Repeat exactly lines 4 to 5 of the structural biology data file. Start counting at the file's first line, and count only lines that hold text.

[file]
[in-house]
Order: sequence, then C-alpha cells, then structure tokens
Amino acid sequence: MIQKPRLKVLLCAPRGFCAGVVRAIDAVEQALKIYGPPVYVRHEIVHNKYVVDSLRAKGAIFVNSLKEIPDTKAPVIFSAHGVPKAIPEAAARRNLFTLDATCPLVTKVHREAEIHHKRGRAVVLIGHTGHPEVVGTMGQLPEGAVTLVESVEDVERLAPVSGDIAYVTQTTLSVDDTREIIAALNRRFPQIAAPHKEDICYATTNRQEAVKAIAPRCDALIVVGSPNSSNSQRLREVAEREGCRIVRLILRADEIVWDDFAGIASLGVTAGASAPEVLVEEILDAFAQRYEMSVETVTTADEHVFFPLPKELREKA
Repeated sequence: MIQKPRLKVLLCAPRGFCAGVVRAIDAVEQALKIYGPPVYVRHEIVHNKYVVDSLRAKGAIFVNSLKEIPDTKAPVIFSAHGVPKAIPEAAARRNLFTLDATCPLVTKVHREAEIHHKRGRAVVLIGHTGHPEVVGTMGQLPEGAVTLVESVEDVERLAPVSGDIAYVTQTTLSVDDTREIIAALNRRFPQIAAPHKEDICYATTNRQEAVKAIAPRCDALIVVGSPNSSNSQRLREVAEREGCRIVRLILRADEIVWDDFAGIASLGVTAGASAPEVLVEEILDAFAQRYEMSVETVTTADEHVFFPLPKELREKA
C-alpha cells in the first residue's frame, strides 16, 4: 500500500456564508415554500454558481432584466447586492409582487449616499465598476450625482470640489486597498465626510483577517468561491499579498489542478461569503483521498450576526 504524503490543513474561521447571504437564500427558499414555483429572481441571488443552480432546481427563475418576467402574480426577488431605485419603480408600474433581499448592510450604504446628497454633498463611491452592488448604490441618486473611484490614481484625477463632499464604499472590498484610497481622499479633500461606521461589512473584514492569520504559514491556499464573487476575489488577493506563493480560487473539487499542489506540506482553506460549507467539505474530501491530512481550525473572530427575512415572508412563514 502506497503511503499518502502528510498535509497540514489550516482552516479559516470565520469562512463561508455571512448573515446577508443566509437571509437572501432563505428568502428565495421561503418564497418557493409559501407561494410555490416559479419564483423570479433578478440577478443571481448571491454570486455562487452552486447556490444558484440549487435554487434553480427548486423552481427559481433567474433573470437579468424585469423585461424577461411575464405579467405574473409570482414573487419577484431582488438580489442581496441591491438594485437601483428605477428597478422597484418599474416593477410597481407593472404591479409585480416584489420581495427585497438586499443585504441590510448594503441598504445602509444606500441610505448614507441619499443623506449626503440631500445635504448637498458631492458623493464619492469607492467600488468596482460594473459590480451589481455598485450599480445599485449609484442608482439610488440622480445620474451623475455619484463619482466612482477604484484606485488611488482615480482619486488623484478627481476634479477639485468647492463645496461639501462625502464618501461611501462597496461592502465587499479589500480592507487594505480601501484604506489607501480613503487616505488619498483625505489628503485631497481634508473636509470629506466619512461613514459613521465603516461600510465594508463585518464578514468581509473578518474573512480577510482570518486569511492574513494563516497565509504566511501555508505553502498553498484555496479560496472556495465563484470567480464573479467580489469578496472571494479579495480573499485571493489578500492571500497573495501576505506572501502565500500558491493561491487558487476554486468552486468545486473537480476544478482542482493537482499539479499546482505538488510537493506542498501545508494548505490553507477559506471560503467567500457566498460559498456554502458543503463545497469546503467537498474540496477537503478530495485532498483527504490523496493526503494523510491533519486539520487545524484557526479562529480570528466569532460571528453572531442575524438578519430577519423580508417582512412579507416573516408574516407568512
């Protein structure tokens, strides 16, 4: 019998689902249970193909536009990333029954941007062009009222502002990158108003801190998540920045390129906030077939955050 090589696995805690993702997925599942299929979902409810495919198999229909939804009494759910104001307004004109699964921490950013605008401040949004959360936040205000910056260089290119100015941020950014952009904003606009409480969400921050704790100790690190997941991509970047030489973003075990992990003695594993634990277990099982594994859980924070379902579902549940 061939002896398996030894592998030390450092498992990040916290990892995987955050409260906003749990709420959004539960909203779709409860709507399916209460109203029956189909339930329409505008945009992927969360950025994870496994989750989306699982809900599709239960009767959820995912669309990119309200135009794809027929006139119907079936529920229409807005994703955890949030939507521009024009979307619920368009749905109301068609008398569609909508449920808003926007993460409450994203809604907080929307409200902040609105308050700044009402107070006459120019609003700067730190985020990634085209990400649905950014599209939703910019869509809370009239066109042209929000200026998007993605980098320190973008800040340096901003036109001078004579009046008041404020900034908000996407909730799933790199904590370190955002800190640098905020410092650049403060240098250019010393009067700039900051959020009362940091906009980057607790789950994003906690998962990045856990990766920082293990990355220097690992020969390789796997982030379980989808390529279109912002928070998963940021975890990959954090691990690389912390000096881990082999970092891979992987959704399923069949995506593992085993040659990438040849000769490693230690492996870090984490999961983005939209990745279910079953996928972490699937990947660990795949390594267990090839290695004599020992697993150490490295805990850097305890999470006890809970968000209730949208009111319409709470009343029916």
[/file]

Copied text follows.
Repeated sequence: MIQKPRLKVLLCAPRGFCAGVVRAIDAVEQALKIYGPPVYVRHEIVHNKYVVDSLRAKGAIFVNSLKEIPDTKAPVIFSAHGVPKAIPEAAARRNLFTLDATCPLVTKVHREAEIHHKRGRAVVLIGHTGHPEVVGTMGQLPEGAVTLVESVEDVERLAPVSGDIAYVTQTTLSVDDTREIIAALNRRFPQIAAPHKEDICYATTNRQEAVKAIAPRCDALIVVGSPNSSNSQRLREVAEREGCRIVRLILRADEIVWDDFAGIASLGVTAGASAPEVLVEEILDAFAQRYEMSVETVTTADEHVFFPLPKELREKA
C-alpha cells in the first residue's frame, strides 16, 4: 500500500456564508415554500454558481432584466447586492409582487449616499465598476450625482470640489486597498465626510483577517468561491499579498489542478461569503483521498450576526 504524503490543513474561521447571504437564500427558499414555483429572481441571488443552480432546481427563475418576467402574480426577488431605485419603480408600474433581499448592510450604504446628497454633498463611491452592488448604490441618486473611484490614481484625477463632499464604499472590498484610497481622499479633500461606521461589512473584514492569520504559514491556499464573487476575489488577493506563493480560487473539487499542489506540506482553506460549507467539505474530501491530512481550525473572530427575512415572508412563514 502506497503511503499518502502528510498535509497540514489550516482552516479559516470565520469562512463561508455571512448573515446577508443566509437571509437572501432563505428568502428565495421561503418564497418557493409559501407561494410555490416559479419564483423570479433578478440577478443571481448571491454570486455562487452552486447556490444558484440549487435554487434553480427548486423552481427559481433567474433573470437579468424585469423585461424577461411575464405579467405574473409570482414573487419577484431582488438580489442581496441591491438594485437601483428605477428597478422597484418599474416593477410597481407593472404591479409585480416584489420581495427585497438586499443585504441590510448594503441598504445602509444606500441610505448614507441619499443623506449626503440631500445635504448637498458631492458623493464619492469607492467600488468596482460594473459590480451589481455598485450599480445599485449609484442608482439610488440622480445620474451623475455619484463619482466612482477604484484606485488611488482615480482619486488623484478627481476634479477639485468647492463645496461639501462625502464618501461611501462597496461592502465587499479589500480592507487594505480601501484604506489607501480613503487616505488619498483625505489628503485631497481634508473636509470629506466619512461613514459613521465603516461600510465594508463585518464578514468581509473578518474573512480577510482570518486569511492574513494563516497565509504566511501555508505553502498553498484555496479560496472556495465563484470567480464573479467580489469578496472571494479579495480573499485571493489578500492571500497573495501576505506572501502565500500558491493561491487558487476554486468552486468545486473537480476544478482542482493537482499539479499546482505538488510537493506542498501545508494548505490553507477559506471560503467567500457566498460559498456554502458543503463545497469546503467537498474540496477537503478530495485532498483527504490523496493526503494523510491533519486539520487545524484557526479562529480570528466569532460571528453572531442575524438578519430577519423580508417582512412579507416573516408574516407568512